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U.S. Intelligence Officials Doubt Crew of Russian Submarine Is AliveAired August 16, 2000 - 3:00 p.m. ET
THIS IS A RUSH TRANSCRIPT. THIS COPY MAY NOT BE IN ITS FINAL FORM AND MAY BE UPDATED.
NATALIE ALLEN, CNN ANCHOR: Again, Natalie Allen here at CNN Center. A development regarding that sunken Russian sub and questions about the crew and whether they survived.
President Clinton, as we reported, is offering help to Russia in the rescue effort, but within the past hour CNN has learned that U.S. intelligence has doubts about the crew of the submarine.
Carl Rochelle is on this breaking story from his post at the Pentagon. Carl, what have you learned?
CARL ROCHELLE, CNN CORRESPONDENT: Natalie, U.S. intelligence analysts are telling CNN that they have no evidence to support the claims coming out of Russia that there ever was any knocking or pounding or acoustical signal from inside the submarine. They say that they are -- that these reports based on assessments and monitoring and eavesdropping do not agree with the earlier reports that there had been some knocking or banging from inside of the submarine.
Officials say Russian claims regarding the state of the ship's crew appear to have been overly optimistic, and it said it appears that many analysts suggested, many analysts say the crew may not have survived even the initial stages of the accident.
A little more on that, Natalie. There were two submarines and a surveillance ship in the area monitoring for the United States when the even occurred. They now tell us that it happened on Saturday, that there were two distinct explosions, one followed by a second even stronger explosion within a matter of seconds after the first explosion, Natalie. So some questions here.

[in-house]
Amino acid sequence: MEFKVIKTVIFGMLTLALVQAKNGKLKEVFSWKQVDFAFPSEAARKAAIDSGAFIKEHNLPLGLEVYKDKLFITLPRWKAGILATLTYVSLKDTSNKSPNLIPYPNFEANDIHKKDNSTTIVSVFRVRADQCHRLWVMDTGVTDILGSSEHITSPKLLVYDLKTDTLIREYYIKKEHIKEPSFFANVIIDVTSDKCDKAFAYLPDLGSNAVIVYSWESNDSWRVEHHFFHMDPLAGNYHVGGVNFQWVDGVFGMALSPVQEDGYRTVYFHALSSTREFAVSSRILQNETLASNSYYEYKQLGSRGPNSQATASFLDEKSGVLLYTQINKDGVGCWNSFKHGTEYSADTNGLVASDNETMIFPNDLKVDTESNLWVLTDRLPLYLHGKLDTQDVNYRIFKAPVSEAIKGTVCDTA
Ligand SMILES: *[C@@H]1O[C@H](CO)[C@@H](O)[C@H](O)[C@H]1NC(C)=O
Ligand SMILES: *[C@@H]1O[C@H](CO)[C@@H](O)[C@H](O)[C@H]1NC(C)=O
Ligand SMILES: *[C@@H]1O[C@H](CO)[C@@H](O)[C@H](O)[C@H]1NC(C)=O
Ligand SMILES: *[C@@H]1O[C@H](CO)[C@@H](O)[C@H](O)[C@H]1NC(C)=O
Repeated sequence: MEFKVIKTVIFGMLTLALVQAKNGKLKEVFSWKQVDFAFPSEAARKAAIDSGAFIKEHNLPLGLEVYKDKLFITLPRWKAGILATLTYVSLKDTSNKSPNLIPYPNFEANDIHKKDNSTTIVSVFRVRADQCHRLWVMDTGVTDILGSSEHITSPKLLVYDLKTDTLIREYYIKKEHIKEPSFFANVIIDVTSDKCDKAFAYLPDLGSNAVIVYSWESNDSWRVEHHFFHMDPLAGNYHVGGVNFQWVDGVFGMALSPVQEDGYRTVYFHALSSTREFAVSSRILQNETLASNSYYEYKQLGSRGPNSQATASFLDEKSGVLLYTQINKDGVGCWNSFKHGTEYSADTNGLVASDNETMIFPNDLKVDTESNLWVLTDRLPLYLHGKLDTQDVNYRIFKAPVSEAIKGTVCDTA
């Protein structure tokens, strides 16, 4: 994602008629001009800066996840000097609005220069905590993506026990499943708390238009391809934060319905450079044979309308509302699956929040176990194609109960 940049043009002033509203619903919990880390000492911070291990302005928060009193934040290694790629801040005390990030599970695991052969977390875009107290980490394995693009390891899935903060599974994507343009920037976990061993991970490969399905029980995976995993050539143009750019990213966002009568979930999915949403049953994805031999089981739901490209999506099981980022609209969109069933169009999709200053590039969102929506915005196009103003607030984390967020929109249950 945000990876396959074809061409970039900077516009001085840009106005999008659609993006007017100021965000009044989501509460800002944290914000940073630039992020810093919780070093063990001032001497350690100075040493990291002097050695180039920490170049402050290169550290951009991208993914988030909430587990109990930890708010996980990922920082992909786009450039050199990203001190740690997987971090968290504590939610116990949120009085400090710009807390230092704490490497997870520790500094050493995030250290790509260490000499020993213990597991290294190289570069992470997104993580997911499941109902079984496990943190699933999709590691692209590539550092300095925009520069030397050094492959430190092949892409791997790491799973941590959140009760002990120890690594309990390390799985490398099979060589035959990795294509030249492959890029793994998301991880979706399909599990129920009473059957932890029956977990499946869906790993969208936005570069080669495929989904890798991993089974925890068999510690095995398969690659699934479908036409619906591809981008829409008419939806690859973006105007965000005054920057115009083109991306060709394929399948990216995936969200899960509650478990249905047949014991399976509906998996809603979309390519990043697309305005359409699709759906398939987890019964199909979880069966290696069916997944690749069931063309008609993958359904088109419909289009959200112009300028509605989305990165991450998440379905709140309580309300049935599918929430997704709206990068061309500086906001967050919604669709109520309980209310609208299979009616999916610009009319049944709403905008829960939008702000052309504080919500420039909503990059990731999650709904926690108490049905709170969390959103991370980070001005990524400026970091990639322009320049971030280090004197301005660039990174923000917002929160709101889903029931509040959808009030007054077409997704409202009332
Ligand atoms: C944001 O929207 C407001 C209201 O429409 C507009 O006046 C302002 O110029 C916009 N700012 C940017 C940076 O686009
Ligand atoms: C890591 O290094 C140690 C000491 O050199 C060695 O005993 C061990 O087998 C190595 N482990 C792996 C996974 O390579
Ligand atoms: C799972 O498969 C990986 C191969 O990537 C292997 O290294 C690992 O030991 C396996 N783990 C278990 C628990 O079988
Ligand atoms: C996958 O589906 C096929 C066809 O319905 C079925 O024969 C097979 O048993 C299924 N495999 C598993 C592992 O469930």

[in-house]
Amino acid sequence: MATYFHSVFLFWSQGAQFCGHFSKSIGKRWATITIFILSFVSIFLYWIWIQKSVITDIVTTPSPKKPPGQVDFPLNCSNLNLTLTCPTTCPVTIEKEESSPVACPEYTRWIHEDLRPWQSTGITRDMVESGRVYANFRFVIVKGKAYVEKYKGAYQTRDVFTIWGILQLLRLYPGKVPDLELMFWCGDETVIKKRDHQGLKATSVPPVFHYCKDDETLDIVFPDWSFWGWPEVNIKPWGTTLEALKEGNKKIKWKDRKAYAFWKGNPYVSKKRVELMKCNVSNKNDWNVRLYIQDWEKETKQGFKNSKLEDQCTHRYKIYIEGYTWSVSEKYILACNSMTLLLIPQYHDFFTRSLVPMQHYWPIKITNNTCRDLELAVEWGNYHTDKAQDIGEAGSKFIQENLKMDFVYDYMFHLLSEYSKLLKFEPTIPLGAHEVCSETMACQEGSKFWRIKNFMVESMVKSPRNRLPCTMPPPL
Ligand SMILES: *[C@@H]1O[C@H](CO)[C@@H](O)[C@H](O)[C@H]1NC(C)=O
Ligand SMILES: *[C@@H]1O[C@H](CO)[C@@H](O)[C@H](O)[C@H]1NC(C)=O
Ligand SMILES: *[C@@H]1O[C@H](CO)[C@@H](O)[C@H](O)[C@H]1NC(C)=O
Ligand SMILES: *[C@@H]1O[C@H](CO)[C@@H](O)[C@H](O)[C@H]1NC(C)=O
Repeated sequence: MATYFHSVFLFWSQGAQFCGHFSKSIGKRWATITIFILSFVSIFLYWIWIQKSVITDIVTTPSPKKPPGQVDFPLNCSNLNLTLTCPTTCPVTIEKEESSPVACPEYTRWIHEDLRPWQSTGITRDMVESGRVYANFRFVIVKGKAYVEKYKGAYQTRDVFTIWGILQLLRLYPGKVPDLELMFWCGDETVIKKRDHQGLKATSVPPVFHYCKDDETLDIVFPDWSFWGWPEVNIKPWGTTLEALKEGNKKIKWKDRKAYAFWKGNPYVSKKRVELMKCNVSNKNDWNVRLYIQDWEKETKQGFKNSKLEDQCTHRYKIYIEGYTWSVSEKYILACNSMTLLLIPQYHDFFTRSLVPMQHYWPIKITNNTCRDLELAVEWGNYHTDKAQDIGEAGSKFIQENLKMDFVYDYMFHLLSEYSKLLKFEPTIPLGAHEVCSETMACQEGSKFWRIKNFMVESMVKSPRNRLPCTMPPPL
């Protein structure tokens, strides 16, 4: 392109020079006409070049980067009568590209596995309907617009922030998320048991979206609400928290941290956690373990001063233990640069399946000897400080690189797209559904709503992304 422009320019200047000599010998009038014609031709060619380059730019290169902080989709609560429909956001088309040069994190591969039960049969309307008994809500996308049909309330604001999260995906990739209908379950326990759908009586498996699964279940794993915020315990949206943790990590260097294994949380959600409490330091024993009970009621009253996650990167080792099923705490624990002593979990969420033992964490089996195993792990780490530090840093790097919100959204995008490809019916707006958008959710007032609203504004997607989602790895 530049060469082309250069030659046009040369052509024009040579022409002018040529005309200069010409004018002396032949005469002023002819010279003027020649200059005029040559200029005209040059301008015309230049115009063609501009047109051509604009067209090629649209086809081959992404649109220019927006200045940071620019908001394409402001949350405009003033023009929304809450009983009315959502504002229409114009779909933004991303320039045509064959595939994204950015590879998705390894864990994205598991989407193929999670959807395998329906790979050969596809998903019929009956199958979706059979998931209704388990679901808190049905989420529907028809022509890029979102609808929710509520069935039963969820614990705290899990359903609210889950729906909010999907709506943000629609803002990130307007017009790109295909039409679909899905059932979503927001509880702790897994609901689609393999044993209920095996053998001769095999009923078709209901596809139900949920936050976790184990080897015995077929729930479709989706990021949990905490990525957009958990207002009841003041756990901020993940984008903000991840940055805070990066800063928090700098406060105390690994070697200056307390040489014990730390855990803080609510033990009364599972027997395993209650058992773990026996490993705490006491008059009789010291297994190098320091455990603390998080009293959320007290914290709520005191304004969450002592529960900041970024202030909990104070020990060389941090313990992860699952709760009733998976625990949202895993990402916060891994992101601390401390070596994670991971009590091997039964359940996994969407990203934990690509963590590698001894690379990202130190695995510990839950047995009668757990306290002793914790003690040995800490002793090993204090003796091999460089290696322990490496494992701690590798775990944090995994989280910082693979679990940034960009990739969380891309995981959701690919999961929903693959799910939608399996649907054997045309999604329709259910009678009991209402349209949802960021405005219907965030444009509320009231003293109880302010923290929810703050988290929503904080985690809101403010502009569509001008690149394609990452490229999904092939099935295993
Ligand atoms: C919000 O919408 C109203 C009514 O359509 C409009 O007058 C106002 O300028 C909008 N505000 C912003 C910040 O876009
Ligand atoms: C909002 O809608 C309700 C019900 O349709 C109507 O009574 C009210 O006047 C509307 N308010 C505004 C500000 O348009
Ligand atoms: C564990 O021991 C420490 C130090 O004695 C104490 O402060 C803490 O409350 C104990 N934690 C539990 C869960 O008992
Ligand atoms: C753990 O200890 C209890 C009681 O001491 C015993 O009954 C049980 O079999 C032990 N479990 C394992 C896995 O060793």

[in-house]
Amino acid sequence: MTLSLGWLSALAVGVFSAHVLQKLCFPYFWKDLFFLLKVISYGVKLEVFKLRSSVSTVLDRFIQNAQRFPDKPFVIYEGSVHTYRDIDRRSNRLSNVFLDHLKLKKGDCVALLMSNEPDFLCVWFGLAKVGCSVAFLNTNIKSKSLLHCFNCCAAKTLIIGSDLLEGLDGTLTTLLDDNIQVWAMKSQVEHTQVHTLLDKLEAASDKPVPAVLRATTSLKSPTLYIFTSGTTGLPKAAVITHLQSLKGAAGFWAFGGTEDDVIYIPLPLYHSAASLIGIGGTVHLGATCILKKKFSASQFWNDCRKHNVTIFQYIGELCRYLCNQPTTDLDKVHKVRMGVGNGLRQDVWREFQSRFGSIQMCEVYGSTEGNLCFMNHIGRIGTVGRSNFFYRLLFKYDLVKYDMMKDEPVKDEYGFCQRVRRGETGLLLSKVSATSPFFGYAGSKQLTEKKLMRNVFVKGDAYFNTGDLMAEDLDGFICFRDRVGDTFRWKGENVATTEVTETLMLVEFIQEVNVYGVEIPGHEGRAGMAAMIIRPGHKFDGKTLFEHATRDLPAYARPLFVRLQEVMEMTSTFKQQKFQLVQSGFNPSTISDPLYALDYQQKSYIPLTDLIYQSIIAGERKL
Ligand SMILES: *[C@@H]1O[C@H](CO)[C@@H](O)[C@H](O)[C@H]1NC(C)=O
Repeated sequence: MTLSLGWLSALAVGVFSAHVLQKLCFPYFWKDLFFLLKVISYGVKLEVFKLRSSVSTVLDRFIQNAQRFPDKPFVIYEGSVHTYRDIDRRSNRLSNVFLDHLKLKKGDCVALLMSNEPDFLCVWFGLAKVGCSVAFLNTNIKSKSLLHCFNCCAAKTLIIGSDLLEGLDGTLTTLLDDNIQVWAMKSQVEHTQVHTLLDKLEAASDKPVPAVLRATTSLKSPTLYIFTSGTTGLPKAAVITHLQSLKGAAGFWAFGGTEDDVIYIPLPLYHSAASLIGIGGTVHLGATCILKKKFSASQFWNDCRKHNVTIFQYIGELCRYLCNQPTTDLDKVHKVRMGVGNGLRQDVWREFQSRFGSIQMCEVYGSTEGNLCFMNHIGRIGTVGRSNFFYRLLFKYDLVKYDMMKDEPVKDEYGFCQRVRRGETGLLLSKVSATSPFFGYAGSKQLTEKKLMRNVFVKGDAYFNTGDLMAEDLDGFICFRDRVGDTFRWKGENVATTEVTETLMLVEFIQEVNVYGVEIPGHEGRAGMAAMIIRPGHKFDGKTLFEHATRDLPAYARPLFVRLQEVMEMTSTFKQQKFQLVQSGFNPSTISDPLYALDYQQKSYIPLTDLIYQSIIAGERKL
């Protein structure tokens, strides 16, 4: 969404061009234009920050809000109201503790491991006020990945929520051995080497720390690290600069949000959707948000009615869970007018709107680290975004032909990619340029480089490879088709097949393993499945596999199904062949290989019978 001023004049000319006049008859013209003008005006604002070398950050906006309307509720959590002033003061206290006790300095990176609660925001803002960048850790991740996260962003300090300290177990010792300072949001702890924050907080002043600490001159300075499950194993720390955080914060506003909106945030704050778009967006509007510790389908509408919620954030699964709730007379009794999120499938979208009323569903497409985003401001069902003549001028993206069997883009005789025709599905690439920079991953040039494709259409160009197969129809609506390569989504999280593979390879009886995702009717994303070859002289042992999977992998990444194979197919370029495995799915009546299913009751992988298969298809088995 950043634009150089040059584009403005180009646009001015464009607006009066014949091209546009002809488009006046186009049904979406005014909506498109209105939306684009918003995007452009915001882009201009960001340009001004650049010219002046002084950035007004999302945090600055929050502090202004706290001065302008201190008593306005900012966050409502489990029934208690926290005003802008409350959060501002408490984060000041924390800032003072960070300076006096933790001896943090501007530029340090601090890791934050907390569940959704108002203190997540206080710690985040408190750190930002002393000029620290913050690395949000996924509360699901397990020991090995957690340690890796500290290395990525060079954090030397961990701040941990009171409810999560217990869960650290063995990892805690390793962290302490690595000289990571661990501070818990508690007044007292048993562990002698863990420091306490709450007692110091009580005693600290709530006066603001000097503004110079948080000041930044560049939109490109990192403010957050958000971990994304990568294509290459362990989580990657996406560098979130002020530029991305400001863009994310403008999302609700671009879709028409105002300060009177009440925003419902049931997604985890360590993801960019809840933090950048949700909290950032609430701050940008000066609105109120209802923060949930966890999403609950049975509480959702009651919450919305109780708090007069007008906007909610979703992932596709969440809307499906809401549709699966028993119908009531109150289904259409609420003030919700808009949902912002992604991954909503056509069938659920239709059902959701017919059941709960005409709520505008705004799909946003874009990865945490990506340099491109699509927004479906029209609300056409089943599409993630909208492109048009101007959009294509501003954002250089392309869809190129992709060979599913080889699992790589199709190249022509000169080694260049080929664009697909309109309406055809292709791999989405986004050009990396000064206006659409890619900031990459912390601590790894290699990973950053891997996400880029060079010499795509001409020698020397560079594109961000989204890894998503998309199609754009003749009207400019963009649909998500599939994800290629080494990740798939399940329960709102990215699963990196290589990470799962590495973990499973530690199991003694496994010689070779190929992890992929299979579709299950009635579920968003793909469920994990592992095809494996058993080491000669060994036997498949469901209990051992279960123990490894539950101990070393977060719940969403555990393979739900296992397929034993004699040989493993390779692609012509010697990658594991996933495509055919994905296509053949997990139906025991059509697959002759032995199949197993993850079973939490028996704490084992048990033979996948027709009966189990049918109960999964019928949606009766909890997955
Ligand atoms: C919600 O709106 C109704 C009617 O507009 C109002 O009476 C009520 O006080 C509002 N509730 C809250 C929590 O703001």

ALLEN: So the U.S. obviously able to monitor this situation extremely closely.
ROCHELLE: Monitoring it through a number of methods, including eavesdropping, including being able to listen on the arrays when this thing happened. And the sources are telling CNN, the intelligence community not clear that there ever was any knocking or pounding or acoustical signals being sent from inside of that ship, Natalie.
ALLEN: All right, a development from the Pentagon. Carl Rochelle, thank you for that.
Britain, though, has sent a rescue sub that could join the rescue effort on Saturday, and Russia, of course, as Carl mentioned, has reportedly reported to have communicated with people aboard that submarine.
Let's get more about the situation from Moscow and CNN's Mike Hanna, reaction to what we just heard from Carl Rochelle, Mike.
MIKE HANNA, CNN CORRESPONDENT: Well, Natalie, no official Russian reaction yet to those reports emanating from the Pentagon, but there have been discrepancies concerning communication with the submarine Kursk in recent days.
Russian spokesmen, both political and military and naval, have made reference at various times to hydro-acoustic communication. They've said as well that Morse code tapping signals have been practiced on the hull. But the one thing that has been clear in recent days is that whatever the degree of the communication was, if any such communication did indeed take place, was not sufficient for the crew to convey to the rescuers what the conditions are like inside the submarine.
Naval spokesmen have said throughout that the rescue operation is being hampered by the fact that they do not know what the situation is inside the submarine; they do not know whether there were any casualties among the crew; they do not know what is the condition of the crew.
So as to the actual conditions within the submarine, no clarity whatsoever and no indication that whether communication has taken place crew members were able to communicate to the rescuers exactly what their situation was.
I'm Mike Hanna, reporting live from Moscow.
ALLEN: And we will break in with any further developments on this story that we continue to watch closely. Now "TALKBACK LIVE."
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